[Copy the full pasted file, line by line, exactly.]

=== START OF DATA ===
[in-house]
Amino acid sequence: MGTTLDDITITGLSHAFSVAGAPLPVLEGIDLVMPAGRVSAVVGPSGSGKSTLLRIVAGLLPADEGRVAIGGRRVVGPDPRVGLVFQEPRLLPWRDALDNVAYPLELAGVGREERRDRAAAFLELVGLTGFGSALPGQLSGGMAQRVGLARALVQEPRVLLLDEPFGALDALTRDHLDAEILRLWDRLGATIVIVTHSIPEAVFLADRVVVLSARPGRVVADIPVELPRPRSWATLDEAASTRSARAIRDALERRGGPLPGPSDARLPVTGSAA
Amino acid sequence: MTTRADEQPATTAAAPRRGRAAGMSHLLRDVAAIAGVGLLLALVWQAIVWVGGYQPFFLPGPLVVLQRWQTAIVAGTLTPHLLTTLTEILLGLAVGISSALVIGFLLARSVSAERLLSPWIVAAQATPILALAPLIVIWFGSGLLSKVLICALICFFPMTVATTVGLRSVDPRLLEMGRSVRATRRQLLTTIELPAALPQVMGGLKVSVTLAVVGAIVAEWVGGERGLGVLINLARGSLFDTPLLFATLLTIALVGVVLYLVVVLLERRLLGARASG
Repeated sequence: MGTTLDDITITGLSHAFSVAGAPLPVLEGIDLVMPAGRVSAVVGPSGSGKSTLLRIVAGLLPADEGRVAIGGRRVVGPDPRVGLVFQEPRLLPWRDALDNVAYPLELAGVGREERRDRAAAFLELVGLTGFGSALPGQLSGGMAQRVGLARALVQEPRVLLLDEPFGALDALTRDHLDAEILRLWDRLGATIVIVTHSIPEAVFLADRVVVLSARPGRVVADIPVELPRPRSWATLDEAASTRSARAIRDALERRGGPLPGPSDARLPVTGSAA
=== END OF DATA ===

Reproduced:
[in-house]
Amino acid sequence: MGTTLDDITITGLSHAFSVAGAPLPVLEGIDLVMPAGRVSAVVGPSGSGKSTLLRIVAGLLPADEGRVAIGGRRVVGPDPRVGLVFQEPRLLPWRDALDNVAYPLELAGVGREERRDRAAAFLELVGLTGFGSALPGQLSGGMAQRVGLARALVQEPRVLLLDEPFGALDALTRDHLDAEILRLWDRLGATIVIVTHSIPEAVFLADRVVVLSARPGRVVADIPVELPRPRSWATLDEAASTRSARAIRDALERRGGPLPGPSDARLPVTGSAA
Amino acid sequence: MTTRADEQPATTAAAPRRGRAAGMSHLLRDVAAIAGVGLLLALVWQAIVWVGGYQPFFLPGPLVVLQRWQTAIVAGTLTPHLLTTLTEILLGLAVGISSALVIGFLLARSVSAERLLSPWIVAAQATPILALAPLIVIWFGSGLLSKVLICALICFFPMTVATTVGLRSVDPRLLEMGRSVRATRRQLLTTIELPAALPQVMGGLKVSVTLAVVGAIVAEWVGGERGLGVLINLARGSLFDTPLLFATLLTIALVGVVLYLVVVLLERRLLGARASG
Repeated sequence: MGTTLDDITITGLSHAFSVAGAPLPVLEGIDLVMPAGRVSAVVGPSGSGKSTLLRIVAGLLPADEGRVAIGGRRVVGPDPRVGLVFQEPRLLPWRDALDNVAYPLELAGVGREERRDRAAAFLELVGLTGFGSALPGQLSGGMAQRVGLARALVQEPRVLLLDEPFGALDALTRDHLDAEILRLWDRLGATIVIVTHSIPEAVFLADRVVVLSARPGRVVADIPVELPRPRSWATLDEAASTRSARAIRDALERRGGPLPGPSDARLPVTGSAA